Hey, I wrote a story about that . . .

August 6th, 2014  |  Published in writing

When writing science fiction, every once in a while you will see something that you wrote about actually happening (much sooner than anticipated). It’s weird, but makes sense. But when writing fantasy, not so much. A while back, I wrote a story called The Ash Tree (it’s available for free at Broken ShoresSmashwords, Barnes and Noble, and elsewhere so you should go read it if you haven’t already). It was the first story that I wrote in the Broken Shores setting, and it is still one of my favorites. One of the central elements of the story was the eponymous ash tree in the courtyard of a residential block (thanks Azby Brown for the architectural inspiration) which had many kinds of fruit and nuts grafted onto it. So I was kind of surprised to read about just such a tree the other day. Granted, grafting isn’t exactly new, but some of the early readers had told me that the grafted tree was a little ‘out there’.

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It is June now

June 3rd, 2013  |  Published in announcement

Wow, I’m going to call May a wash. On one hand, I read/listened to a lot of short fiction, some of which was good, some of which was great, and some of which was terrible. On the other hand, between the eight month old child to watch and spending a week in Colorado, I got very little writing done. I’m still working on Assassination, and hope to finish the rough draft of that soon (but no promises), I ended up having to rewrite more of it from scratch than I had originally anticipated, but I’m happy with where it has headed. I also have three other stories crowding my head, largely thanks to the short fiction that I read this past month, and I hope to give those voice soon.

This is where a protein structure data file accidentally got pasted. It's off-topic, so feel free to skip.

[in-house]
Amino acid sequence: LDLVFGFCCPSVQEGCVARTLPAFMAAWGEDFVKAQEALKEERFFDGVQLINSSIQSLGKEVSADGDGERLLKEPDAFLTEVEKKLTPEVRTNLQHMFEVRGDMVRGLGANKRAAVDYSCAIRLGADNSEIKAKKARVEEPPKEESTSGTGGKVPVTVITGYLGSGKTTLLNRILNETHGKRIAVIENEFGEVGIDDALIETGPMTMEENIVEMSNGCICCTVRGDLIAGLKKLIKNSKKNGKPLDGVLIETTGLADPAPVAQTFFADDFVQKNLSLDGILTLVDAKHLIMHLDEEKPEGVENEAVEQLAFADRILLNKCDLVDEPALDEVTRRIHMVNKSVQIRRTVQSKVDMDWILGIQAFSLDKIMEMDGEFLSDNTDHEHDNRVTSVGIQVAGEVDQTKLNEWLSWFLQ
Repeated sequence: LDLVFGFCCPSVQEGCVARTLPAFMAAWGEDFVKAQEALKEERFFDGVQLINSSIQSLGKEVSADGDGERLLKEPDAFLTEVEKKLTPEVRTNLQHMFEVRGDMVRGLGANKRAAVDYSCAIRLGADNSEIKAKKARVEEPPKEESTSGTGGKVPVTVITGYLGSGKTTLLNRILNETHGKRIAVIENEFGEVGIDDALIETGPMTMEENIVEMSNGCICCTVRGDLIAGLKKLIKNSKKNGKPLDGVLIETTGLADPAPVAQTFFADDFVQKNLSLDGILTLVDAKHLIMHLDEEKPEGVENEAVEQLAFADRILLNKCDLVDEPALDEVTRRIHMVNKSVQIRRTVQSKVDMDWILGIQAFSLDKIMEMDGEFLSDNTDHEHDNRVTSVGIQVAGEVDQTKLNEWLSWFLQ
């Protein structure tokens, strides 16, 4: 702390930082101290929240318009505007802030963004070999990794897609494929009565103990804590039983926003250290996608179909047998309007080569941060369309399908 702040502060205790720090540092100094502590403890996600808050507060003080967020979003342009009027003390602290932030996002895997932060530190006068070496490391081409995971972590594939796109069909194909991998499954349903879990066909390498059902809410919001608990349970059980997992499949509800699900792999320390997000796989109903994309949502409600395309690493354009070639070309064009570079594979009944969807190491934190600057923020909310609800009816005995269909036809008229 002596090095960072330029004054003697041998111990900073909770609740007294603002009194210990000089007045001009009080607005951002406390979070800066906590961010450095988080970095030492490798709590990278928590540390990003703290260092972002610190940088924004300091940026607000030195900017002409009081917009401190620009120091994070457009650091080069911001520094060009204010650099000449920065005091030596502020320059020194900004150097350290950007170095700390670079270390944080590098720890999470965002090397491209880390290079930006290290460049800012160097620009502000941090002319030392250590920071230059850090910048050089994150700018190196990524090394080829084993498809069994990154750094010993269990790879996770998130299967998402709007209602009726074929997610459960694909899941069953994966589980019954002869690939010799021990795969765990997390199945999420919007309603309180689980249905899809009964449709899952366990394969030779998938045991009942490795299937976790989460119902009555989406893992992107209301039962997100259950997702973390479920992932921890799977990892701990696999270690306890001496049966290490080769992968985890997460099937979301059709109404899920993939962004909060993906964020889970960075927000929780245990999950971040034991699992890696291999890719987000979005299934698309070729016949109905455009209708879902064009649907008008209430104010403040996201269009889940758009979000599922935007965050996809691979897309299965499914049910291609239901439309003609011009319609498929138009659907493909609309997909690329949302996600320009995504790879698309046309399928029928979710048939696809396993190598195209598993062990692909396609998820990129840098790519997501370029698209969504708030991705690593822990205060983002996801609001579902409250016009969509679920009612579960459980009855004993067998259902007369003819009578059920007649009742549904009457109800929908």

Next week I hope to have a post about logic and literacy for you, and I’ll keep you updated about my progress. In the meantime, if you want something strage, wonderful, and obscene, you should give this bacon filled story a listen: Spar (The Bacon Remix). But enough about that, I’m going to try and get some more writing done before I have to go to work.

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The Revolution Will Not Be Microwaved Cover